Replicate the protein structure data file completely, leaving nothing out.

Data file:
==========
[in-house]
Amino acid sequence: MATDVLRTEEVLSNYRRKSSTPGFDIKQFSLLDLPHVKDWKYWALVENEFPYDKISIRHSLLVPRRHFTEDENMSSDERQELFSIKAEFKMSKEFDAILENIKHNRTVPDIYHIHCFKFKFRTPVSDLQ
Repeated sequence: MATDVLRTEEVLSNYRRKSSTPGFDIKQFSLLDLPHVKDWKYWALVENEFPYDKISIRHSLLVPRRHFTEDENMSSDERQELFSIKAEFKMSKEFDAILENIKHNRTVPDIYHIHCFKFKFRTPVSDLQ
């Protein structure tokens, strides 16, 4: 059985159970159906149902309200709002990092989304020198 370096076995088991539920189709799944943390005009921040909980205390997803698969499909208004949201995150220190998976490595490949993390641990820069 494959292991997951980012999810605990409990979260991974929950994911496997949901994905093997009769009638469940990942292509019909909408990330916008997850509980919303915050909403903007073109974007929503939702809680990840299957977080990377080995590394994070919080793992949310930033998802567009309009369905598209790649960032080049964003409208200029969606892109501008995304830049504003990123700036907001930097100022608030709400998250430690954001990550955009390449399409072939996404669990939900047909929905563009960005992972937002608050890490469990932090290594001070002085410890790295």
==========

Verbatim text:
[in-house]
Amino acid sequence: MATDVLRTEEVLSNYRRKSSTPGFDIKQFSLLDLPHVKDWKYWALVENEFPYDKISIRHSLLVPRRHFTEDENMSSDERQELFSIKAEFKMSKEFDAILENIKHNRTVPDIYHIHCFKFKFRTPVSDLQ
Repeated sequence: MATDVLRTEEVLSNYRRKSSTPGFDIKQFSLLDLPHVKDWKYWALVENEFPYDKISIRHSLLVPRRHFTEDENMSSDERQELFSIKAEFKMSKEFDAILENIKHNRTVPDIYHIHCFKFKFRTPVSDLQ
């Protein structure tokens, strides 16, 4: 059985159970159906149902309200709002990092989304020198 370096076995088991539920189709799944943390005009921040909980205390997803698969499909208004949201995150220190998976490595490949993390641990820069 494959292991997951980012999810605990409990979260991974929950994911496997949901994905093997009769009638469940990942292509019909909408990330916008997850509980919303915050909403903007073109974007929503939702809680990840299957977080990377080995590394994070919080793992949310930033998802567009309009369905598209790649960032080049964003409208200029969606892109501008995304830049504003990123700036907001930097100022608030709400998250430690954001990550955009390449399409072939996404669990939900047909929905563009960005992972937002608050890490469990932090290594001070002085410890790295």